Project name: Casas Grandes
Location: Northern Chihuahua
Site type: Prehistoric settlement and trade center
Project directors: Timothy D. Maxwell, Rafael Cruz Antillón, Robert D. Leonard
The Archaeology of the Casas Grandes Region
The Casas Grandes region of northern Chihuahua holds evidence of perhaps the last great economic and political system in the prehistoric Southwest and northern Mexico. Since archaeologist Charles Di Peso excavated the prehistoric Casas Grandes town of Paquimé, the site has been interpreted as the nexus of a trade system bridging the great civilizations of Mesoamerica and the smaller Pueblo communities of the Southwest. Di Peso made much of the importance of the site—its political and economic subjugation of the region, its vast wealth, and its complex religious structure. However, Di Peso said next to nothing about the nature of the many sites surrounding the great town.
Since 1994 OAS has been working with the Instituto Nacional de Antropología e Historia in the study of Paquime's surrounding settlements. From the Villa Ahumada site, long thought to be the easternmost Casas Grandes site, to Casas de Fuego, a small enigmatic residential site, the study is contributing new knowledge to our understanding of the Casas Grandes region.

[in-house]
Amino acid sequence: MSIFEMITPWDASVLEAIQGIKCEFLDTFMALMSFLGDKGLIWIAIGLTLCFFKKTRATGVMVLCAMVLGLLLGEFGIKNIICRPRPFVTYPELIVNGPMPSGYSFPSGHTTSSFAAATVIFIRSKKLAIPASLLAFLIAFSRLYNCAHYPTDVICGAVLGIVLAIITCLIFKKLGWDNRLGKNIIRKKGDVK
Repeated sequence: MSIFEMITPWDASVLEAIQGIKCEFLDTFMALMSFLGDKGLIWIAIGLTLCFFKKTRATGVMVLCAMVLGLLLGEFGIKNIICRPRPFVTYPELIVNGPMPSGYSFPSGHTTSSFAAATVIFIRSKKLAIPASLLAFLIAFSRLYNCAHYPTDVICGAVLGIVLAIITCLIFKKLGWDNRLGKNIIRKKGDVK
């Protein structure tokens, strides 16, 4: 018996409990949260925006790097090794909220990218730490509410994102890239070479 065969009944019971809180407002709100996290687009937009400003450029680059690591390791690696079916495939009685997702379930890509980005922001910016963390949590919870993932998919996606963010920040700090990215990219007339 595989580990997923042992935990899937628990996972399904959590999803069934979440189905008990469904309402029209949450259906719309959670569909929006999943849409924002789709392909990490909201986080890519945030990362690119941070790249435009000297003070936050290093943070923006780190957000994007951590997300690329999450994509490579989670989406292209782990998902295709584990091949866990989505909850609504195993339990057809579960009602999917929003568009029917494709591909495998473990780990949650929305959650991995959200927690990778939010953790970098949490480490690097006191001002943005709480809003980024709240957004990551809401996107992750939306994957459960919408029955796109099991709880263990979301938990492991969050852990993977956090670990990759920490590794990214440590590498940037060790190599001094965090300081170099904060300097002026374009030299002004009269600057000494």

Through the collaborations of a Mexican colleague, Rafael Cruz Antillón; former University of New Mexico professor Robert D. Leonard; and graduate students from the University of New Mexico, we have gained new insights into past settlement patterns and regional interaction. It appears that the Villa Ahumada site was not directly affiliated with Paquimé, though it was likely a trading partner. Large quantities of turquoise on sites in the Villa Ahumada area also suggest the existence of a turquoise trade route. At the Casas de Fuego site, archaeomagnetic dates indicate that abandonment of the region may have begun earlier than commonly thought.